Educator Brian Briggs Puts Innovation in Motion

Last Updated: July 7, 2017 8:05 am
Educator Brian Briggs Puts Innovation in Motion

Educator Brian Briggs Puts Innovation in Motion

It’s no secret that California has some pretty innovative educators. Brian Briggs, Director of Innovation for a Northern California elementary school district, is a product of that progressive mindset, and makes his name integrating coding, STEAM, and science into the curriculum.  Brian will be moderating Monday’s #Tynkerchat, with our dedicated code-minded educators. Here’s a little more about Brian:      

Brian Briggs is the Director of Innovation and Instructional Technology for Plumas Lake Elementary School District. Brian enjoys working with teachers and students teaching, training and learning alongside them with new and exciting topics in Educational Technology. He loves the use of coding and robots, and has always been a nut for hands on Science. Brian is most excited about STEAM is the creating of projects and getting students engaged, also getting them involved working with and creating curriculum. He also loves seeing the excitement of students and teachers working together as teams to create or complete a desired goal.  You can reach him on Twitter at @BriBriggs

This week, Brian shared his vision of innovation with us: 

1. As the Director of Innovation for your school district, how would you say innovation is being defined in education right now?

I would say that innovation in education is not always about technology. I think innovation occurs in all areas of education that are looking to change or improve policies, services and/or programs in creative ways for all students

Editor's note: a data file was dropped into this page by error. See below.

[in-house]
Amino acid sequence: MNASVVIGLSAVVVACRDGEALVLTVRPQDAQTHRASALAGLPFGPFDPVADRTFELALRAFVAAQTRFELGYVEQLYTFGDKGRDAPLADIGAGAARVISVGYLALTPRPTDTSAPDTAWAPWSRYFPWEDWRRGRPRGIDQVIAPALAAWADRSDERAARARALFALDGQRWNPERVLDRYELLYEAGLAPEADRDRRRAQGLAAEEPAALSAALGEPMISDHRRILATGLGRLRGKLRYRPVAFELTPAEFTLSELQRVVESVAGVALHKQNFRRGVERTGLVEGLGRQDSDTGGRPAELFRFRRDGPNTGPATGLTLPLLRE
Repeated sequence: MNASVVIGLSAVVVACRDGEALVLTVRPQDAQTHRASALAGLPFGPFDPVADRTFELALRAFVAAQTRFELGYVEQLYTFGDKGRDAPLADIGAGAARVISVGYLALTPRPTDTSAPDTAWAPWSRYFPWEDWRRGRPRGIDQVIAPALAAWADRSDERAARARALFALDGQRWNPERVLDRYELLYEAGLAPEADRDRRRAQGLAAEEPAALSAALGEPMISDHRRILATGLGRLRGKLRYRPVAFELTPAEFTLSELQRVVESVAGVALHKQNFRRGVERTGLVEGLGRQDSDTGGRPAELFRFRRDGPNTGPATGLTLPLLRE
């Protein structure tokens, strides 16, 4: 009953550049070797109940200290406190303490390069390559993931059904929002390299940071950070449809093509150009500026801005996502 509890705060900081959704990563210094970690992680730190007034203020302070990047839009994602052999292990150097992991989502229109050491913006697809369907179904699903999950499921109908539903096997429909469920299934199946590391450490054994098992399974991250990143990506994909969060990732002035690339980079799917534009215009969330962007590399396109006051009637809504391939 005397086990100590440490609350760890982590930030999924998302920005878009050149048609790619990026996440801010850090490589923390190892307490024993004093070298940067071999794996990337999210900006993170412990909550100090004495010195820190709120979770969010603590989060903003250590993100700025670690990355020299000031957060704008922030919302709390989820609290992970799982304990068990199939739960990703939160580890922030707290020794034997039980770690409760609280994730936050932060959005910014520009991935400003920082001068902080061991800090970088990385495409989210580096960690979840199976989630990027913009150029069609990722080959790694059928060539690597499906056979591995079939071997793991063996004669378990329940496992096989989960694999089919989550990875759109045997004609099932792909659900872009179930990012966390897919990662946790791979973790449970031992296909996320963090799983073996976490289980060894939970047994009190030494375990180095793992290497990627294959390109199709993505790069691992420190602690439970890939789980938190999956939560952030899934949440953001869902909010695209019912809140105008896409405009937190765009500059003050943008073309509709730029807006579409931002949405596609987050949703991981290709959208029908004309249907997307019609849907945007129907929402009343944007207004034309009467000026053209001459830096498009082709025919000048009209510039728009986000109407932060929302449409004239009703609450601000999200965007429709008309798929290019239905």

2. What is your advice to teachers who fear the word “innovation?”

Innovation does not mean a radical change in the current methods, it can be baby steps of change toward the greater goal.  So I would advise to have teachers that fear the word to just take small steps until they feel comfortable. 

3. Is it okay for students to know more about a subject than their teachers (like Computer Science)? How do schools get beyond that, if so?

I think it is acceptable for students to know more than their teachers. Teachers should be asking for the students’ assistance in fields like Computer Science and actually learn these processes together, collaboratively. For example, look at the videos on YouTube create and produced by students. Some are self taught so these are skills that they can bring to education even if they were not learned in the classroom.

4. How important would you say Computer Science is right now for our students?

I think computer science is a very important skills for students right now especially with career and college readiness. More and more jobs are requiring programming abilities to even be considered for a position from agriculture jobs to Zoologists.

5. Though controversial, some schools have started offering CS as an alternative to foreign language. Is that an acceptable solution to fitting it into the schedule?

I think it is acceptable alternative and more relevant in this day of age. This is a great option too for those students that what to learn a trade or vocational route. I see it as wonderful alternative to a foreign language and to be honest, I can’t speak the foreign language that I was taught in high school & college. 


Thanks again Brian! We’ll look for you on Twitter at @BriBriggs

Join Brian as he moderates #Tynkerchat for us this Monday. 

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About Daniel Rezac

Daniel Rezac is the Head of Education Partnerships at Tynker. He's been a science teacher, a technology coach, STEAM Coordinator, and school Tech Director working with students from Pre-K to adults. Feel free to reach out to him at daniel [at]